Why do double junction pH electrodes last longer than single junction pH electrodes?

Document ID

Document ID TE2627

Published Date

Published Date 07/10/2018
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Question
Why do double junction pH electrodes last longer than single junction pH electrodes?
Summary
Why double junction pH electrodes last longer than single junction pH electrodes
Answer
The reason most pH electrodes eventually fail is that all pH reference electrodes (whether used with glass sensors or ISFET sensors) deteriorate with use. This deterioration is a combination of two factors:

1. One factor is the reference electrode’s electrolyte ions (suspended in liquid, gel or a polymer) are very slowly depleted with use. Electrolyte depletion occurs with all pH electrodes whether they are a heavy-duty industrial electrodes, a sophisticated laboratory electrode, or an electrode on a pocket pH tester. If this is the only factor deteriorating a pH reference electrode, electrode life should be long enough to meet the user’s expectations.

2. The second factor is that contaminating ions from the measured solution can rapidly cause chemical reactions with the silver/silver chloride reference electrolyte system commonly used in pH reference electrodes. This causes sluggish, erratic, wrong or even no pH electrode response as the reference electrode wire is spoiled or the reference junction is clogged. This results in fast electrode failure. This type of deterioration proceeds most rapidly when the pH reference electrode is a single junction pH reference electrode and the solution measured has high concentrations of chemicals (ions) that contaminate and then attack critical components of the reference electrode.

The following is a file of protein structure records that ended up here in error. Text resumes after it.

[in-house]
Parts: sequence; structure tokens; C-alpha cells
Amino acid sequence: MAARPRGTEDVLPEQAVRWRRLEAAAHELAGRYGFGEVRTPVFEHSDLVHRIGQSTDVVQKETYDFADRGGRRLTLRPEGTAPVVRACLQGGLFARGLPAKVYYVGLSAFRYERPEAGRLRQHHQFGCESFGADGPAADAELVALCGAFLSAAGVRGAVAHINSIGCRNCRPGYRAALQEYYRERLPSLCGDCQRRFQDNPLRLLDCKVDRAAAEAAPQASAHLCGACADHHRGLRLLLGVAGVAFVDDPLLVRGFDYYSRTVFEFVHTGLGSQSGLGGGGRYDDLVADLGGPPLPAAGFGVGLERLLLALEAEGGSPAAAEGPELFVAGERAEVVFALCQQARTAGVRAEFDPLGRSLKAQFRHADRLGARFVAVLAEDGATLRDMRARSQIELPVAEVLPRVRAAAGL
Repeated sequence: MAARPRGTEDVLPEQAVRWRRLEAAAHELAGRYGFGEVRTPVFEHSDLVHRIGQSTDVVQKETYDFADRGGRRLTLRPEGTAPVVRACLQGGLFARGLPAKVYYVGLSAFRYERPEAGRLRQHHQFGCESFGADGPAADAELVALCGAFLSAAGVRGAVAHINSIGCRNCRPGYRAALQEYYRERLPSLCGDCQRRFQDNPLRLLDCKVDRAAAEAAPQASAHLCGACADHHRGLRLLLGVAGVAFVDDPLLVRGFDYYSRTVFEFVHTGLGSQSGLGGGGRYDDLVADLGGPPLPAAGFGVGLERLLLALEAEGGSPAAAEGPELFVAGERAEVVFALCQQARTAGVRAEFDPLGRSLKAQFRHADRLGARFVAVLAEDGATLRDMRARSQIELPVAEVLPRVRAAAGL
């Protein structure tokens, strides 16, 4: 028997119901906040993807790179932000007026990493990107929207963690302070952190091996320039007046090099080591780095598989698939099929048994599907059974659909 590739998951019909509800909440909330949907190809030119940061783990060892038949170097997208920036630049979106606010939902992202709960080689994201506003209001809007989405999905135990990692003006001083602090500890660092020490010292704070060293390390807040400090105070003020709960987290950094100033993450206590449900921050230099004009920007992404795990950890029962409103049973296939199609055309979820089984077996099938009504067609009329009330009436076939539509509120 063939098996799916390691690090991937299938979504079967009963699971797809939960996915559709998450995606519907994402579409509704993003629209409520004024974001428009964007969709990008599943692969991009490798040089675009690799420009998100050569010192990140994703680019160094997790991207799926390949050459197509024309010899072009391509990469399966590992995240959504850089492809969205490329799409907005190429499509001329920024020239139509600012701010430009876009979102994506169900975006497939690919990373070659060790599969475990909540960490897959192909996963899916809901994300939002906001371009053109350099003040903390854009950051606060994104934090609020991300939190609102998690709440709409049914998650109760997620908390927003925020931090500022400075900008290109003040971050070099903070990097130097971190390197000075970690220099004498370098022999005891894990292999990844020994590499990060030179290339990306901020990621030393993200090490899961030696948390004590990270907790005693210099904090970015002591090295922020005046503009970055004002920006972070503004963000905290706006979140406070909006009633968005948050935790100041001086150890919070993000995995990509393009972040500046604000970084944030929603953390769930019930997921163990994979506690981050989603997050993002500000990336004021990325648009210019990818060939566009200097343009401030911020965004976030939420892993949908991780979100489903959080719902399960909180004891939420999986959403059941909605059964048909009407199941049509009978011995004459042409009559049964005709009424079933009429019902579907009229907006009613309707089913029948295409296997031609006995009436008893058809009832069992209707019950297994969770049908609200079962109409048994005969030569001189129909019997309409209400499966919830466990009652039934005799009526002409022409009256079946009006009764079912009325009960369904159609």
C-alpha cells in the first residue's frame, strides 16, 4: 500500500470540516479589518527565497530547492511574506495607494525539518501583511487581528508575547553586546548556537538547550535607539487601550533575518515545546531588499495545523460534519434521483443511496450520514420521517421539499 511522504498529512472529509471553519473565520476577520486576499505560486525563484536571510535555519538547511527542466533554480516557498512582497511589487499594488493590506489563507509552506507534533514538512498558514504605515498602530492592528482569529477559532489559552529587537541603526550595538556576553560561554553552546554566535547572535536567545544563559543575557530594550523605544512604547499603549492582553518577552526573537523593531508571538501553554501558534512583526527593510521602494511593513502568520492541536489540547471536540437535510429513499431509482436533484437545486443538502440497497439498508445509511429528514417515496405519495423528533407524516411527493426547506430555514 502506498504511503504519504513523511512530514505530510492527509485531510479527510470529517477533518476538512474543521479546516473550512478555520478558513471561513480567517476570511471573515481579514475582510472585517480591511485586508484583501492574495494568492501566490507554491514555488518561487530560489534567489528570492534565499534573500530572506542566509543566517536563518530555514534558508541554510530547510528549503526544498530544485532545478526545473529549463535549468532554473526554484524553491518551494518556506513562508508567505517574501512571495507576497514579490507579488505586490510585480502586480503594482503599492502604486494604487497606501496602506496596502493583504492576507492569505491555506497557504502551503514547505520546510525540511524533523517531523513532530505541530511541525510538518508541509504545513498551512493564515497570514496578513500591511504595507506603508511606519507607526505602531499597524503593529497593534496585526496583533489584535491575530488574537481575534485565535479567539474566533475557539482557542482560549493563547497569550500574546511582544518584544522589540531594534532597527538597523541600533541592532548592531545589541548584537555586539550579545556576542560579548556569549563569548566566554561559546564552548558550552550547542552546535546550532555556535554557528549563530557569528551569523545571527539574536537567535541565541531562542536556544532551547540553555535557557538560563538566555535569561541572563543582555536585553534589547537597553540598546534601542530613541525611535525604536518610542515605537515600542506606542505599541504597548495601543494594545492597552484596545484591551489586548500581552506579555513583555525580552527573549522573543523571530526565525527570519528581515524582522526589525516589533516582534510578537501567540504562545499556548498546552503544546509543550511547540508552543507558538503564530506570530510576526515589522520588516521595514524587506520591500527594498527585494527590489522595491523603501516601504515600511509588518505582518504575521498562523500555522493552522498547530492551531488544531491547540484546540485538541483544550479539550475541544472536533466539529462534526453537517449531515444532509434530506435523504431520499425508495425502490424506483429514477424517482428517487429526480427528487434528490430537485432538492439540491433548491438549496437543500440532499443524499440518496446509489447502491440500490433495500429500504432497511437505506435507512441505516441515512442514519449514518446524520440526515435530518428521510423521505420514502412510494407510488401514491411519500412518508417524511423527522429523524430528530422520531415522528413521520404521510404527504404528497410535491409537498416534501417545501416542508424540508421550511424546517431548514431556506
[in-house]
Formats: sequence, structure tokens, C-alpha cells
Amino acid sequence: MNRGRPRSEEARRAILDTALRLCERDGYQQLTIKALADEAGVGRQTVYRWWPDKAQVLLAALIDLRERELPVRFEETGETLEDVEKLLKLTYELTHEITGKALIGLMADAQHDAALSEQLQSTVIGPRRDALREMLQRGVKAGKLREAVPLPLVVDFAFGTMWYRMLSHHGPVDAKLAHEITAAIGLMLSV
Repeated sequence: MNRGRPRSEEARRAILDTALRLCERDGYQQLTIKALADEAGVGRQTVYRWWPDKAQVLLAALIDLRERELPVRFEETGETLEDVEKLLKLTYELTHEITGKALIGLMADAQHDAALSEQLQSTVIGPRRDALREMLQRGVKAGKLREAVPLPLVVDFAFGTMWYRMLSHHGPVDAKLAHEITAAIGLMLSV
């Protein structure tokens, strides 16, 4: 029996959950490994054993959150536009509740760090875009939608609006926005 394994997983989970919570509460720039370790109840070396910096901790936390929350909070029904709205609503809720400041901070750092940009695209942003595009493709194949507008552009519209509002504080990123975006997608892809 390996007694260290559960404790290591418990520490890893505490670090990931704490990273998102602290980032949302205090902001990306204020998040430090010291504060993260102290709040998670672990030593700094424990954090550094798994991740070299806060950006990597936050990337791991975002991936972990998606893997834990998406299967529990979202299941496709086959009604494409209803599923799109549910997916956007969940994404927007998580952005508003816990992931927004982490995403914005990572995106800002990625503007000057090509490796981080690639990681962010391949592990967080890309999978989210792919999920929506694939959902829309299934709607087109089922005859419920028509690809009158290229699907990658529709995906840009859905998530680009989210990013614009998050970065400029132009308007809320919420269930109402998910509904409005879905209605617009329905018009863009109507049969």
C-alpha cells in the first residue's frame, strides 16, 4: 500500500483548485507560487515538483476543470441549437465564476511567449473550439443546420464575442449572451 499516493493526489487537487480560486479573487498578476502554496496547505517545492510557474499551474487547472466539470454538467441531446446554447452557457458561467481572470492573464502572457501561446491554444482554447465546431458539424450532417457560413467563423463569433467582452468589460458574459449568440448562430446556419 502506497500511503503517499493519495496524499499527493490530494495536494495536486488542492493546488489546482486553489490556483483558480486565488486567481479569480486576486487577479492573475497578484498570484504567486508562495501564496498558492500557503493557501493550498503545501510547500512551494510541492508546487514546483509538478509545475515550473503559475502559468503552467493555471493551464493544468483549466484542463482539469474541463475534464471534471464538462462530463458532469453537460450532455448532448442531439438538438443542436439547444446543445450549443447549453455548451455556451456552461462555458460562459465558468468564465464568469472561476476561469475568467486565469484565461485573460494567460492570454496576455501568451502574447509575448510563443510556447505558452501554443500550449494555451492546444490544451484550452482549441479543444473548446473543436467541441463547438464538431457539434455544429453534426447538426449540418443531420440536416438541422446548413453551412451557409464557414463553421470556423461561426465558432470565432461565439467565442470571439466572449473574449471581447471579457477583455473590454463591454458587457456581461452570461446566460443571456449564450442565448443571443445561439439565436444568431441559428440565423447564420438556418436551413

Advantages of double junction electrodes:

In high priced, high performance meters, it is common practice to use a double junction pH reference electrode design to slow down pH reference electrode chemical attack. The double junction pH reference electrode isolates the chemically sensitive Ag/AgCl based pH reference electrode system behind a second reference junction and a reference cell filled with KCl electrolyte (suspended in a liquid, gel or polymer).

In double junction electrodes, chemicals (ions) that attack the pH reference electrode signal wire or react with the internal pH reference electrolyte (Ag/AgCl), take much longer to come into contact with the pH reference electrode signal wire and internal pH reference electrolyte. These contaminants must migrate through the first (outer) reference junction, build up a concentration in the cell filled with KCl reference electrolyte, and finally migrate through the second (internal) reference junction before coming in contact with the pH reference electrode signal wire and internal pH reference electrolyte. This longer migration of contamination to internal reference cell delays the pH reference electrode damage that ruins the pH reference electrode. This makes the double junction pH reference electrode and the entire pH electrode system last much longer than single junction pH electrode systems.
 
 

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